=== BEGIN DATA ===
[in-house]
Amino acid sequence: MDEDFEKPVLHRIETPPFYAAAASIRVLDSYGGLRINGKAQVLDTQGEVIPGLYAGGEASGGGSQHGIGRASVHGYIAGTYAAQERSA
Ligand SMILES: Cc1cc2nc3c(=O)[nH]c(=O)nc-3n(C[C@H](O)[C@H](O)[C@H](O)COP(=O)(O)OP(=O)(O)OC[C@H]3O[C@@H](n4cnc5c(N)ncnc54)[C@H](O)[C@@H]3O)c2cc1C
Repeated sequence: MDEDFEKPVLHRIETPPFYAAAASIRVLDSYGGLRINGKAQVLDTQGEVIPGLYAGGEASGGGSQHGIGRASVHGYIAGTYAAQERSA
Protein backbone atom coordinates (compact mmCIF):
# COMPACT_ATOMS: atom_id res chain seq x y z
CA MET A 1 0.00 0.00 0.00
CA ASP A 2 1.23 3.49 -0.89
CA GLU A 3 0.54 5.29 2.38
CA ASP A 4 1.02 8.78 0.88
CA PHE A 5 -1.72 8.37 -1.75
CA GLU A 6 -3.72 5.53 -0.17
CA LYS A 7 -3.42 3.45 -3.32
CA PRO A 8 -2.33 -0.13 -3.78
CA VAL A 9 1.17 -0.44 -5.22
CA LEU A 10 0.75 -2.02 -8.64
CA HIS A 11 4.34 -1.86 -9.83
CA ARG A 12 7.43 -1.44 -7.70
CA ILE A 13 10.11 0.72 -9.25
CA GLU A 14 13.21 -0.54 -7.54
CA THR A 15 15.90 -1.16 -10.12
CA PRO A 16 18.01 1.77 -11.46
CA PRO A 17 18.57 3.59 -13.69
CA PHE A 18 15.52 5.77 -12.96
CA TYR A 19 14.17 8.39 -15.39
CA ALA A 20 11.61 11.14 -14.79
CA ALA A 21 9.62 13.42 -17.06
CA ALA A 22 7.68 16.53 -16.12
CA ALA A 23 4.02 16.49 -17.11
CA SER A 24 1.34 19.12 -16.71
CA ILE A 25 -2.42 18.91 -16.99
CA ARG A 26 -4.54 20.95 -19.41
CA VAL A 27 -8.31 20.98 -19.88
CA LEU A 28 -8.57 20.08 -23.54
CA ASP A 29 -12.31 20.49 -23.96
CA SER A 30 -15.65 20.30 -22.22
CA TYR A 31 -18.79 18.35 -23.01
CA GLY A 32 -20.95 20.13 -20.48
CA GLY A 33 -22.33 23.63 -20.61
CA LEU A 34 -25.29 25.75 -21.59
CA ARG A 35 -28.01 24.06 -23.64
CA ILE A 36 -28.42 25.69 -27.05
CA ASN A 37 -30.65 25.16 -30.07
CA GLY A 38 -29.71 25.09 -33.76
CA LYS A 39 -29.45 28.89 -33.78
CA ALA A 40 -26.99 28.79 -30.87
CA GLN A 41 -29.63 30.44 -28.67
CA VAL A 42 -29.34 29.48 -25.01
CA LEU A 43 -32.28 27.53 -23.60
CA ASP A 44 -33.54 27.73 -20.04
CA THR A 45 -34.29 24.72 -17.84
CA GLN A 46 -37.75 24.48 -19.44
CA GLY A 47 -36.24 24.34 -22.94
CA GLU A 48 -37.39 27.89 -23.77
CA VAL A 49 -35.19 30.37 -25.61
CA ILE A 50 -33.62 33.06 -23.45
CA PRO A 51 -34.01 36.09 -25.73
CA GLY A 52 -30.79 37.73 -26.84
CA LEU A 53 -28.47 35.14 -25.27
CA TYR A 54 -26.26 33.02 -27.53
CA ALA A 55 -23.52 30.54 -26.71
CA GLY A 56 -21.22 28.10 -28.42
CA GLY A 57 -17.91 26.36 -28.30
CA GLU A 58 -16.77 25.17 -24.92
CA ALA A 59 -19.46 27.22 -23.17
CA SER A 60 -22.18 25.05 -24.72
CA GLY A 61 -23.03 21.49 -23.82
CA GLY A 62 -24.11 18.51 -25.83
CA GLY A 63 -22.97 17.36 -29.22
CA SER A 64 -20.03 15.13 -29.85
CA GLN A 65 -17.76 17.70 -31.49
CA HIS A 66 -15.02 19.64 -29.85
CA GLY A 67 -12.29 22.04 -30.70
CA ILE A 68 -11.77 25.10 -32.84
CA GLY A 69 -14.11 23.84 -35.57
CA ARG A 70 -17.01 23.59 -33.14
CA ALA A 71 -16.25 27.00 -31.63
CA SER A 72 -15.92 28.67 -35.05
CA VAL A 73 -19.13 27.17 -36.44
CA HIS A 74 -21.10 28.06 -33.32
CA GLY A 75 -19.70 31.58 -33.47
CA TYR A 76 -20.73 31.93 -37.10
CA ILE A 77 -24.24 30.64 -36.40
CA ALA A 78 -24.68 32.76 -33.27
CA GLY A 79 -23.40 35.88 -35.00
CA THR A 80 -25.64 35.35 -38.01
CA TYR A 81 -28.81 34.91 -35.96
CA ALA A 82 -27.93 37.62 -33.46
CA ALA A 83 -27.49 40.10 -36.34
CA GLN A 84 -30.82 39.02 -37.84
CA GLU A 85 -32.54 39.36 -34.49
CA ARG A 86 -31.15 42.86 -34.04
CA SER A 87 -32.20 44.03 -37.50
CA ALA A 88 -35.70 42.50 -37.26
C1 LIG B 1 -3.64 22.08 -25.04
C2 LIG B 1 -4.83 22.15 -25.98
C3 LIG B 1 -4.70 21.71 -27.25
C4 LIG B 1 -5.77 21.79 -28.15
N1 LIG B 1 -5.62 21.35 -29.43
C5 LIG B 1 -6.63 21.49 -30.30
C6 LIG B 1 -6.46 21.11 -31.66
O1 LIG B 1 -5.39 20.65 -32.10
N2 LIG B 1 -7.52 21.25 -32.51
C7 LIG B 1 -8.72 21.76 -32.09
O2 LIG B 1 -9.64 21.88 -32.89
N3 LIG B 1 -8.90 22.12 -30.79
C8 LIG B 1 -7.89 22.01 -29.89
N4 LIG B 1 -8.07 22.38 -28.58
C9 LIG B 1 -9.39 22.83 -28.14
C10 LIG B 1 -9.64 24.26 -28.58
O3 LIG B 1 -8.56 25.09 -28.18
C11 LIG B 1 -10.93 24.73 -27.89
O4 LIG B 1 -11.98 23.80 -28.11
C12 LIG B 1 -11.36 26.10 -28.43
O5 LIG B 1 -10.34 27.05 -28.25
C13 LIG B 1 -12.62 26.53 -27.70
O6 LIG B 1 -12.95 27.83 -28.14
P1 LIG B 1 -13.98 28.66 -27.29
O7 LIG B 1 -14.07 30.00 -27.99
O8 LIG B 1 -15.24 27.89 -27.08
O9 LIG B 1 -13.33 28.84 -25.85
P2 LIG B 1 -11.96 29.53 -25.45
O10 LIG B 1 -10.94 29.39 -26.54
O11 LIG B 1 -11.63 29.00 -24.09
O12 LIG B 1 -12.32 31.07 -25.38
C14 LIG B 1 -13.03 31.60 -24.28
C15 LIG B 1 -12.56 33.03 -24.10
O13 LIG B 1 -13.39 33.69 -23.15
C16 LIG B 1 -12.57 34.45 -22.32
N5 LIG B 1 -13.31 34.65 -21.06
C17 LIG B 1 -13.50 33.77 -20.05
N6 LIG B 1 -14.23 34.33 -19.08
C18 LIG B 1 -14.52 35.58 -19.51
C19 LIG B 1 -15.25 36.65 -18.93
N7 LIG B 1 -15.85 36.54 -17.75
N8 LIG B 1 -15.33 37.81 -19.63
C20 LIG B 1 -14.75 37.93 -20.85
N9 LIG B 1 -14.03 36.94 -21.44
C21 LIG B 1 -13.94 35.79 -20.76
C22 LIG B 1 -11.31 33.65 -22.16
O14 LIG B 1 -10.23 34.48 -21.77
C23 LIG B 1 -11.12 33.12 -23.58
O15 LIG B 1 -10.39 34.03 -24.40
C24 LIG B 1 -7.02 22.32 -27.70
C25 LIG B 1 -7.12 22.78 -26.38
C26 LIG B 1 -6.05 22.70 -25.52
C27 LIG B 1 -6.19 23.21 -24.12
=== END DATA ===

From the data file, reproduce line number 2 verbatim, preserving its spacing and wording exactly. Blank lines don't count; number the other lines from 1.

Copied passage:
Amino acid sequence: MDEDFEKPVLHRIETPPFYAAAASIRVLDSYGGLRINGKAQVLDTQGEVIPGLYAGGEASGGGSQHGIGRASVHGYIAGTYAAQERSA